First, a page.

by Thomas Forwood, volunteer, Belize
Generally speaking, life at Bacalar Chico Dive Camp (BCDC) is routine. You get up at 5am, breakfast is at 8am and lunch is at 1pm. In between is diving, marshalling duties and other enjoyable responsibilities, all set in wonderful surroundings. These days are without fail highly enjoyable and the company great, but sometimes you have to crave for something a little different; perhaps a break in the routine, either due to weather or sometimes a change of company. Variety is the spice of life. Sometimes this comes in the form of the coast guard, appearing out of nowhere from the jungle with rifles in their arms, like a scene from Apocalypse Now. Sometimes it’s the Belize Fisheries Department, here for a game of beach volleyball and chat.
But last Saturday, new company and new activities came in the form of 15 or so students from Sarteneja. The VIPs (Volunteer and Internship Program), along with teachers, representatives from SACD (Sarteneja Alliance for Conservation and Development), and a parent or two. They were here for the day to simply see the place, experience the reef and the mangroves, and see for their own eyes the reasons they were being taught conservation and sustainability of the sea. I have been told that the majority of teaching for these students is hands-off, with repetition the make-up of most school days, so I thought it was great that this experience was on offer, remembering how much I enjoyed field-trips when I was at school. But for these kids, aged between 12 and 15, it was so much more. Although Sarteneja is just over an hour away by boat, most of the children had never been to the reserve, and although surrounded by warm, azure waters, few were confident in the water, some had never snorkelled, most needed lifejackets while swimming. And yet all were desperate to get into the water, and see with their own eyes the wonders of the underwater world.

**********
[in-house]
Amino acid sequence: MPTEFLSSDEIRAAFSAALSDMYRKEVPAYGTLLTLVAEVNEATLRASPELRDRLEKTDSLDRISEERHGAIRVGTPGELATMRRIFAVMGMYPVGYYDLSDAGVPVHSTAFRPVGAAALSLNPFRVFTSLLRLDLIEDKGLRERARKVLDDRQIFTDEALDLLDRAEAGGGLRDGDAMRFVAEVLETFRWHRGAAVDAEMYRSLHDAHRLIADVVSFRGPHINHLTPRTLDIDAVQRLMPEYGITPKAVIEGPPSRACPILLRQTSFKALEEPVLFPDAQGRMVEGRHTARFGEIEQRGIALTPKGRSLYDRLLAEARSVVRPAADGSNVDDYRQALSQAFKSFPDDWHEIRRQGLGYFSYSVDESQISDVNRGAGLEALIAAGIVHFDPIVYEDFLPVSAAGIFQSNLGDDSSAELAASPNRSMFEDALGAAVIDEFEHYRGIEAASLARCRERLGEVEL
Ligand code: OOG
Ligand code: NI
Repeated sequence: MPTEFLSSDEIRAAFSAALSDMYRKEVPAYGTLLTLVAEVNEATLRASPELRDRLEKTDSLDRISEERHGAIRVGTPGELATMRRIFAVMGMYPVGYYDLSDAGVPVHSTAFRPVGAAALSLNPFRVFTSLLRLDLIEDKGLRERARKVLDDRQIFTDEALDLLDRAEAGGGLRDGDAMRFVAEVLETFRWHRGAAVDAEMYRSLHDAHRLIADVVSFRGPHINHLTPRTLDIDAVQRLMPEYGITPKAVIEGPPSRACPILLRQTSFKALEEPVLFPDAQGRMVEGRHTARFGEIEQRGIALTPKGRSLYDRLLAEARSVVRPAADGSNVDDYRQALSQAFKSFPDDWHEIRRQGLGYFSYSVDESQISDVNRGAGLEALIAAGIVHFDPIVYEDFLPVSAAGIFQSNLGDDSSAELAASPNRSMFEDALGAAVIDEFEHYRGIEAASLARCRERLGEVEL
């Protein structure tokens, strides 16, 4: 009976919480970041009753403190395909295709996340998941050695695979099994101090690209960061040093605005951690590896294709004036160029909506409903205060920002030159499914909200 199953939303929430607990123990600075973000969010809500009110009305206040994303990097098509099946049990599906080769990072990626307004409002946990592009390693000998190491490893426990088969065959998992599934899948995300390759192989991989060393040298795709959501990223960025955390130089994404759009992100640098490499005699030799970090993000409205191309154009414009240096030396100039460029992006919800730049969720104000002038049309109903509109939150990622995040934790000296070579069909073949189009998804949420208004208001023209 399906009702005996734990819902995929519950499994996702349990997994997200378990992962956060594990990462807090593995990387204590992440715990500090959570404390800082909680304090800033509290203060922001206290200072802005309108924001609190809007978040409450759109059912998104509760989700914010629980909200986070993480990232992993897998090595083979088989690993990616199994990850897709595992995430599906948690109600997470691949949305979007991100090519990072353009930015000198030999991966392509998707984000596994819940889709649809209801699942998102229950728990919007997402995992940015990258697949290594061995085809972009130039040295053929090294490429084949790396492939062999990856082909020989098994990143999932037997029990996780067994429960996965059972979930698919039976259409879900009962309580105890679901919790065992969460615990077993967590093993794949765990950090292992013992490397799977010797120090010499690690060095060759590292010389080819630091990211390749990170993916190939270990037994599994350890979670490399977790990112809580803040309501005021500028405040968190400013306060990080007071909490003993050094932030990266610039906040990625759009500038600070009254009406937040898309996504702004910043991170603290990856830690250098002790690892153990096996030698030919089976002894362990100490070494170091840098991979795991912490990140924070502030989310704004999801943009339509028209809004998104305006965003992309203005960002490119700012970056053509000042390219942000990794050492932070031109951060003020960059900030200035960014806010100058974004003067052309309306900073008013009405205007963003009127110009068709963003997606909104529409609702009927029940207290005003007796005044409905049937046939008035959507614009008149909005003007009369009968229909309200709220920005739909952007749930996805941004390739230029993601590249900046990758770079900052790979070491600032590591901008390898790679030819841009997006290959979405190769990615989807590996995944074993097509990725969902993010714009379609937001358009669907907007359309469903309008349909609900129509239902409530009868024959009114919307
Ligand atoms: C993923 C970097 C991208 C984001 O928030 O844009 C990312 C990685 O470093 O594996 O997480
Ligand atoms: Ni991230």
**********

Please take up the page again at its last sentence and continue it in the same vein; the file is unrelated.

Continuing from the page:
We met them at the fisheries department, where they toured the small museum there, giving them an oversight of the area and everything in it. We had seen it a week earlier and I thought it was great, giving you concise information about lionfish, manatees, Mayans and everything in between. While they were inside, we had a look at a racing pedal boat, registered in the UK, which had been lost in the Bahamas and had managed to find its way to Bacalar Chico. It was the reason for the coast guards visit the previous week.